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Princeton beats Penn to repeat as Ivy League champions

At a certain point a youth movement simply becomes a movement.

And for the second year in a row, Princeton advances to the NCAA tournament as Ivy League champions.

The second-seeded Tigers dominated fourth-seeded Penn 18-11 in the conference championship game Sunday in Ithaca, N.Y., securing their spot in the 16-team bracket to be revealed later this evening on ESPNU.

The Quakers have some hope of making a big selection based on a win over Duke and five top-20 RPI wins overall, but Michigan’s ascension to its second straight Big Ten title as a fourth seed on Saturday night likely made the Ivy a one-bid competition.

Coulter Mackesy scored three goals and four assists for Princeton in Sunday’s final. The junior forward was the focal point of what coach Matt Madalon called the “Moneyball offense” in a halftime interview with ESPNU. The Tigers beat the Quakers with quick ball movement, both on the perimeter and inside out. Freshman forwards Nate Kabiri and Colin Burns tied Mackesy with four assists and three goals, respectively. Princeton also conceded eleven goals from its midfield.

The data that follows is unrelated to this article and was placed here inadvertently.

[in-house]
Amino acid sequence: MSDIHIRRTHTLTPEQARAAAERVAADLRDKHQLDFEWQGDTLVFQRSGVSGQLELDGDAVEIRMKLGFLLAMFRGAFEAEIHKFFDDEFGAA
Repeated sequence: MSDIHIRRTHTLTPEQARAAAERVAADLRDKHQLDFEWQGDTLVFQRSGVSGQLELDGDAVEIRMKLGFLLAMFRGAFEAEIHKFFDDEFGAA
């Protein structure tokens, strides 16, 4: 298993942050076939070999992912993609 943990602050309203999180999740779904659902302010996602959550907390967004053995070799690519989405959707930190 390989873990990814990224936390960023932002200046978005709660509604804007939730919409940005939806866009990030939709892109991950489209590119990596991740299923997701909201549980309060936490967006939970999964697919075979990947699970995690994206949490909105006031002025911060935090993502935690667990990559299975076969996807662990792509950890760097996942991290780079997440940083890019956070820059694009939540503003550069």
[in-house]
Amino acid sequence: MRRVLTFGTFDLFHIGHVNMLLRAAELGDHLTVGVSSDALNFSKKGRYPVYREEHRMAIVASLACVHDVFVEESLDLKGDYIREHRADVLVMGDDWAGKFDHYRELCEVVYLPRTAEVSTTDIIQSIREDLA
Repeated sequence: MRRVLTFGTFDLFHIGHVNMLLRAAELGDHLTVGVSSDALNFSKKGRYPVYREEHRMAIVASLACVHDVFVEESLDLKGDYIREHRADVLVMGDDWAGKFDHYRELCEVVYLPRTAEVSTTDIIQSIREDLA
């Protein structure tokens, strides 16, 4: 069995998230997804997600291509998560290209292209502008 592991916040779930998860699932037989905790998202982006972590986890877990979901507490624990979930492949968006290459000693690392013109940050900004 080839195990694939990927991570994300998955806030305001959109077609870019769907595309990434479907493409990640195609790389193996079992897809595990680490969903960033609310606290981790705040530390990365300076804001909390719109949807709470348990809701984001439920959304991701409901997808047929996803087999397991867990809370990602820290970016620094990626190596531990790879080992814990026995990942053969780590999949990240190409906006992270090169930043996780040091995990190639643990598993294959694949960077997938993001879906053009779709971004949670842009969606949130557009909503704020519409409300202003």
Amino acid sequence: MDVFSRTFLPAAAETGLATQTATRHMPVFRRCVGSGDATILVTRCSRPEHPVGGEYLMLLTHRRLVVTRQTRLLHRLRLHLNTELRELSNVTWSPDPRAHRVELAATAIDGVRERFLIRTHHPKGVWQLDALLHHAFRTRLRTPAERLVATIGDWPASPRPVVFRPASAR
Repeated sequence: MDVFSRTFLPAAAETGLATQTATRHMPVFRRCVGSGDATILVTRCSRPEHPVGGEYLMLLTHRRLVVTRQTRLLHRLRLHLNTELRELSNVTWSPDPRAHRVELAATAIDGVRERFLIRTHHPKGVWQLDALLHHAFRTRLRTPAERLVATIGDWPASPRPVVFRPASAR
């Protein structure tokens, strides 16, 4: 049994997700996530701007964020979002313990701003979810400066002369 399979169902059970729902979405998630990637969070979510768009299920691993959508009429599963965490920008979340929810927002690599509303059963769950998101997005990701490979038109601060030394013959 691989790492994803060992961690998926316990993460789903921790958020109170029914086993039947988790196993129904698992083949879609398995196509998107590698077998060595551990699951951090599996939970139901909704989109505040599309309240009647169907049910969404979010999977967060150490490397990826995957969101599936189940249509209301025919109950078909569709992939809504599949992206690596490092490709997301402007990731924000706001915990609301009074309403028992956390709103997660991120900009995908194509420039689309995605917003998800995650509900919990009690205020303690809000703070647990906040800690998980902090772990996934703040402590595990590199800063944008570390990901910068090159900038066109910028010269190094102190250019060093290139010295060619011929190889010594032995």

Penn also had offensive success, shooting a respectable 35 percent and frequently attacking from the top of the box. Ben Smith (four goals) and Cam Rubin (three goals) were especially good going downhill.

It wasn’t enough to match the Tigers, who had the advantage on shots (57-31), ground balls (41-28), faceoffs (18-15) and turnovers (12-6). Quakers goalie Emmet Carroll made 20 saves in the loss.

Princeton led from start to finish. Every time Penn got within striking distance, the Tigers countered. They scored twice in the final 13 seconds of the third quarter, opening a four-goal lead. Mackesy dodged the right alley, danced in and made a low-angle shot into the near pipe with two seconds left in the quarter to give Princeton a 15-11 lead.

The Tigers added three more goals while blanking Penn in the fourth quarter. A costly, non-bailable two-minute cross-check penalty on Griffin Scane effectively eliminated the chance of a Quaker comeback. It was Penn’s fourth penalty of the game. Princeton, which had a 2-for-4 man advantage, had no penalties.